STING nabs five subjects
Program could end in Arenac County
ARENAC COUNTY — The multi-county Strike Team Investigative Narcotics Group task force (STING) and the Arenac County Sheriff’s Department have apprehended five individuals for multiple felony counts of drug trafficking in Arenac County.
Marie Wood, Joleene Kedron and John Tobian, all of Sterling, David Mann of Twining, and Jack Long of AuGres were charged individually with counts varying from conspiracy to deliver/manufacture a controlled substance, to maintaining a drug house. All subjects were arrested over the past two weeks and were arraigned on Thursday, Sept. 8.
Arenac County Sheriff’s Department Undersheriff Donald McIntyre said the subjects were apprehended due to the work of STING.
“All of these subjects were caught either processing drugs, growing drugs (or) growing marijuana,” he said. “These people were caught as the result of ongoing investigations developed through informants, tips from the community and surveillance.”
McIntyre said STING has investigated 109 drug-related cases in Arenac County over the past two years, leading to 76 arrests. He added that he believes the program has been a success.
“I think the results speak for themselves,” he said. “When (we) have 109 cases, that are not just marijuana cases, but are narcotics trafficking, growing and trafficking, and we have seen a lot of cases where people were selling pills. All of this has seen a decrease because everyone has done their part.”
Although STING has been a success in the Arenac County area, McIntyre said a grant that the Sheriff’s Department uses to fund the program will expire in October.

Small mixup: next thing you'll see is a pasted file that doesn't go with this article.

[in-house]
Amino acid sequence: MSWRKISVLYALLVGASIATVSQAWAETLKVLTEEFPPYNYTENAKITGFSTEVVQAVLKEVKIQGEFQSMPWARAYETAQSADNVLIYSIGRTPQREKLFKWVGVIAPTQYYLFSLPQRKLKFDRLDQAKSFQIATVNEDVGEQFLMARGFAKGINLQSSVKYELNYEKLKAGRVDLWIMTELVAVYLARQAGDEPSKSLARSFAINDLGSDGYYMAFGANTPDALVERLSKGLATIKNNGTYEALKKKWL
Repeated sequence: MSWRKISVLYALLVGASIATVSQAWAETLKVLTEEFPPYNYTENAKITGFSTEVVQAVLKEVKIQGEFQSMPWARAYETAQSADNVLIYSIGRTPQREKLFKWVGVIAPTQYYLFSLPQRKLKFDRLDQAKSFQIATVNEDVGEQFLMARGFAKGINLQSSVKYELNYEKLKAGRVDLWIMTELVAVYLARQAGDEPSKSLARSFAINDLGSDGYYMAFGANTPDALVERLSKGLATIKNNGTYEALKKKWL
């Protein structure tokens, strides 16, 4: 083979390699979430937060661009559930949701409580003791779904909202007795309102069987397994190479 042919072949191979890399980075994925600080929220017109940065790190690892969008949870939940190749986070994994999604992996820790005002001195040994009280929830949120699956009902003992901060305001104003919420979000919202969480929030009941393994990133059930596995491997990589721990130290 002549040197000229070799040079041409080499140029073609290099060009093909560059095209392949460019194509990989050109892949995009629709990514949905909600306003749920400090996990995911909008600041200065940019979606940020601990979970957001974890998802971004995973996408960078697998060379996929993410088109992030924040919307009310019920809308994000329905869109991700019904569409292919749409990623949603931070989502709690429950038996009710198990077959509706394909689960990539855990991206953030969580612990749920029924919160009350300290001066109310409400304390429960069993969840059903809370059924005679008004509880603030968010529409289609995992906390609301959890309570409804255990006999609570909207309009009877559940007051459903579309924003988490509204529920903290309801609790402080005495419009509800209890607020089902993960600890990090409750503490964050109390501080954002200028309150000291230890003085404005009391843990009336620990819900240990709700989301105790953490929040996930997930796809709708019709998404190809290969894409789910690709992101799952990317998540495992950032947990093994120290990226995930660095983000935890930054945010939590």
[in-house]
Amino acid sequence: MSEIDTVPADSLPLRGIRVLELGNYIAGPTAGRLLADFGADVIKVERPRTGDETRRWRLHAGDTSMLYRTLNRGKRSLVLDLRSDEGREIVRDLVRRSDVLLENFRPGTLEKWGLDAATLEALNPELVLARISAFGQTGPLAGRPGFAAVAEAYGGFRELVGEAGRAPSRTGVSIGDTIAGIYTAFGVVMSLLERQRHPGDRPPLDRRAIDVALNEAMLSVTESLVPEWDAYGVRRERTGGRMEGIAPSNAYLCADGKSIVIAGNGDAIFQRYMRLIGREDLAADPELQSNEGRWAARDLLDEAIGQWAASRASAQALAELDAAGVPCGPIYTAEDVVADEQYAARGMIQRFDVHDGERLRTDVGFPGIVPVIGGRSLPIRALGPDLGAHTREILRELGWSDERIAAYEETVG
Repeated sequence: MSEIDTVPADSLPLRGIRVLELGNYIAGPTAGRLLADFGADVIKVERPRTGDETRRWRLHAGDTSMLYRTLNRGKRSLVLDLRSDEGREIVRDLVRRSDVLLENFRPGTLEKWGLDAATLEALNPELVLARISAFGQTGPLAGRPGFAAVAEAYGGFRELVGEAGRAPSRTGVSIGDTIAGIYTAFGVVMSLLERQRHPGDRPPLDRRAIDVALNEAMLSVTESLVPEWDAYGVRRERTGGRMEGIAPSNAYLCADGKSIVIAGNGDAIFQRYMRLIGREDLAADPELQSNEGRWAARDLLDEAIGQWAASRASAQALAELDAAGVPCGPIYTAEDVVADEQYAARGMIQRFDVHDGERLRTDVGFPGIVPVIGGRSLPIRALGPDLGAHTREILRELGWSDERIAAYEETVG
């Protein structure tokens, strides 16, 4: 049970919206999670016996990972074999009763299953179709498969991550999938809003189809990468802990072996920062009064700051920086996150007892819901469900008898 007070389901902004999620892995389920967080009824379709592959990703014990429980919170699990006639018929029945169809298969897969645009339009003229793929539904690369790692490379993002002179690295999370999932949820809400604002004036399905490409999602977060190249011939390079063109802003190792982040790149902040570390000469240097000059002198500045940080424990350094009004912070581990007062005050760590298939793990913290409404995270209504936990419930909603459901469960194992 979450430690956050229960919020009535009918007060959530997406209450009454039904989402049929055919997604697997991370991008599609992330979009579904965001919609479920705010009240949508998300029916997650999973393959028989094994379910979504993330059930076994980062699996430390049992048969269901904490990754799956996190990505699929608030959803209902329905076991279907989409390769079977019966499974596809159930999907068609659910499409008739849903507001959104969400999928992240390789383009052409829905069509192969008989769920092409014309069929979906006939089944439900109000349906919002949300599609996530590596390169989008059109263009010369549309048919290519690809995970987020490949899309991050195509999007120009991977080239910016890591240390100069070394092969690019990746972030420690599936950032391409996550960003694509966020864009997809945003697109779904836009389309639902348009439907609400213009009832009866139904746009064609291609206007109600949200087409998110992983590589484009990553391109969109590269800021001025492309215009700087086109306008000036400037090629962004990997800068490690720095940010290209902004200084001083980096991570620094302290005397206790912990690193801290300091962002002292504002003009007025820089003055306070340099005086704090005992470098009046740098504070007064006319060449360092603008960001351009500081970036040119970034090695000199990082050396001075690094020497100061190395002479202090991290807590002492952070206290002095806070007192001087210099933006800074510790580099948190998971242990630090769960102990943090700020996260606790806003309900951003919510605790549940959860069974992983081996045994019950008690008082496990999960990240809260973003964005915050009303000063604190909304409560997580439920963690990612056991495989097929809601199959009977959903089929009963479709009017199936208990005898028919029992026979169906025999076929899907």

He added that the county does not have the funding to continue supporting the program.
“We are doing everything we can to keep this program in this county,” he said. “We have applied for a (grant) to try and help fund this program.”
McIntyre said STING has helped reduce other areas of crime as well.
“We are seeing the numbers of other criminal activity come down as a result of the things that STING is doing,” he said. “Many crimes are linked to narcotic activity. If they do a raid on a drug house, sometimes STING will find stolen property. Many people also steal and sell things to help fuel their (operation).”
McIntyre said he is concerned about seeing a rise in drug trafficking if STING is forced to shut down.
“When we first started this program two years ago, things in the drug community were definitely at a high,” he said. “Things have curtailed ever since the program began in the area.”
McIntyre said he believes the program was a success for the area, but added that it needs to continue in the future.
“In the short term, the impact was great,” he said. “However, I don’t think that two years of STING is long enough. We need ongoing undercover drug investigations.”